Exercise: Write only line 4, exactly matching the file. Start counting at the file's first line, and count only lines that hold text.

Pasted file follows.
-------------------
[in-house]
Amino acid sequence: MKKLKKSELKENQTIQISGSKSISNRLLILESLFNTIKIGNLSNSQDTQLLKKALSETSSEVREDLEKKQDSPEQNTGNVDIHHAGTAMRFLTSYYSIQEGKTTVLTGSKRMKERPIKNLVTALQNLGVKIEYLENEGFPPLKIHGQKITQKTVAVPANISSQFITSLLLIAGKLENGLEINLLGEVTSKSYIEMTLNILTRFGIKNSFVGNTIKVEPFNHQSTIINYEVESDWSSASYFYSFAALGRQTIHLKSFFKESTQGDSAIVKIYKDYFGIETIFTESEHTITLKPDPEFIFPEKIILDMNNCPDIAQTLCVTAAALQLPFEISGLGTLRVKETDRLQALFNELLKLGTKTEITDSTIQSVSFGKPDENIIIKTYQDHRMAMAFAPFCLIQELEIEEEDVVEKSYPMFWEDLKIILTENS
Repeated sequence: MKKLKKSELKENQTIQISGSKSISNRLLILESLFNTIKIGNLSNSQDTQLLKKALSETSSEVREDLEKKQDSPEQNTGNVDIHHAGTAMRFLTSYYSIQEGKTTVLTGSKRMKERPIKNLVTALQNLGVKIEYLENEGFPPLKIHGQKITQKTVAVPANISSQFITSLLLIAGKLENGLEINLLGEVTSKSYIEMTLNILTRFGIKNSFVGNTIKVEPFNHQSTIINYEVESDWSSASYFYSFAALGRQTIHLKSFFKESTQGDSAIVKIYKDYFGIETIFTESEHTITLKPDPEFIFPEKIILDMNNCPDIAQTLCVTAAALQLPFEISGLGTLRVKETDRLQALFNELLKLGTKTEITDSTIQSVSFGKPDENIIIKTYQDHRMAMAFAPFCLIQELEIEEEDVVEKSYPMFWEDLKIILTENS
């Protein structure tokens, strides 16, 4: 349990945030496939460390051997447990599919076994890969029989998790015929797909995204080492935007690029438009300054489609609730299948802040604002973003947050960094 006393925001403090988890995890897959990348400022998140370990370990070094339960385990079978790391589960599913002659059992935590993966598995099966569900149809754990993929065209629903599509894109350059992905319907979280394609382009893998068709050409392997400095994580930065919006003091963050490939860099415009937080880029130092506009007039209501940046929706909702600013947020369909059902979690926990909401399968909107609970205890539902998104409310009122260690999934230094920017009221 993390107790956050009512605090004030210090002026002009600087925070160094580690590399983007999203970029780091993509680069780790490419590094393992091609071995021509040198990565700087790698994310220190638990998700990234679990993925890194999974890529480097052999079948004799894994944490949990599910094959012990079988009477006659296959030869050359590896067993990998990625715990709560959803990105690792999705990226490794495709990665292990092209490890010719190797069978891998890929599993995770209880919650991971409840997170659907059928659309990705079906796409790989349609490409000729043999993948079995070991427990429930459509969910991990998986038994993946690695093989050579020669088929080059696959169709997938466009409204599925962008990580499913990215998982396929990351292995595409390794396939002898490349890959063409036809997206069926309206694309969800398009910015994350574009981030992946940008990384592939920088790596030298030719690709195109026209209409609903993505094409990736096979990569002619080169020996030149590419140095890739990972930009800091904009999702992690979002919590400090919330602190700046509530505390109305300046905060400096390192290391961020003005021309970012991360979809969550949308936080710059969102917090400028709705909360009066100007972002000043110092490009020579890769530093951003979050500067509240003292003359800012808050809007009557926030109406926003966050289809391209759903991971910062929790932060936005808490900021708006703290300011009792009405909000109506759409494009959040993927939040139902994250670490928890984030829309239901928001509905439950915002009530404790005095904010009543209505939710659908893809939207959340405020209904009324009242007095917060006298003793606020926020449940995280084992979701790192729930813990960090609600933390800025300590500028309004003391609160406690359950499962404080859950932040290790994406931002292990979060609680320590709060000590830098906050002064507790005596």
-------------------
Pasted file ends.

């Protein structure tokens, strides 16, 4: 349990945030496939460390051997447990599919076994890969029989998790015929797909995204080492935007690029438009300054489609609730299948802040604002973003947050960094 006393925001403090988890995890897959990348400022998140370990370990070094339960385990079978790391589960599913002659059992935590993966598995099966569900149809754990993929065209629903599509894109350059992905319907979280394609382009893998068709050409392997400095994580930065919006003091963050490939860099415009937080880029130092506009007039209501940046929706909702600013947020369909059902979690926990909401399968909107609970205890539902998104409310009122260690999934230094920017009221 993390107790956050009512605090004030210090002026002009600087925070160094580690590399983007999203970029780091993509680069780790490419590094393992091609071995021509040198990565700087790698994310220190638990998700990234679990993925890194999974890529480097052999079948004799894994944490949990599910094959012990079988009477006659296959030869050359590896067993990998990625715990709560959803990105690792999705990226490794495709990665292990092209490890010719190797069978891998890929599993995770209880919650991971409840997170659907059928659309990705079906796409790989349609490409000729043999993948079995070991427990429930459509969910991990998986038994993946690695093989050579020669088929080059696959169709997938466009409204599925962008990580499913990215998982396929990351292995595409390794396939002898490349890959063409036809997206069926309206694309969800398009910015994350574009981030992946940008990384592939920088790596030298030719690709195109026209209409609903993505094409990736096979990569002619080169020996030149590419140095890739990972930009800091904009999702992690979002919590400090919330602190700046509530505390109305300046905060400096390192290391961020003005021309970012991360979809969550949308936080710059969102917090400028709705909360009066100007972002000043110092490009020579890769530093951003979050500067509240003292003359800012808050809007009557926030109406926003966050289809391209759903991971910062929790932060936005808490900021708006703290300011009792009405909000109506759409494009959040993927939040139902994250670490928890984030829309239901928001509905439950915002009530404790005095904010009543209505939710659908893809939207959340405020209904009324009242007095917060006298003793606020926020449940995280084992979701790192729930813990960090609600933390800025300590500028309004003391609160406690359950499962404080859950932040290790994406931002292990979060609680320590709060000590830098906050002064507790005596």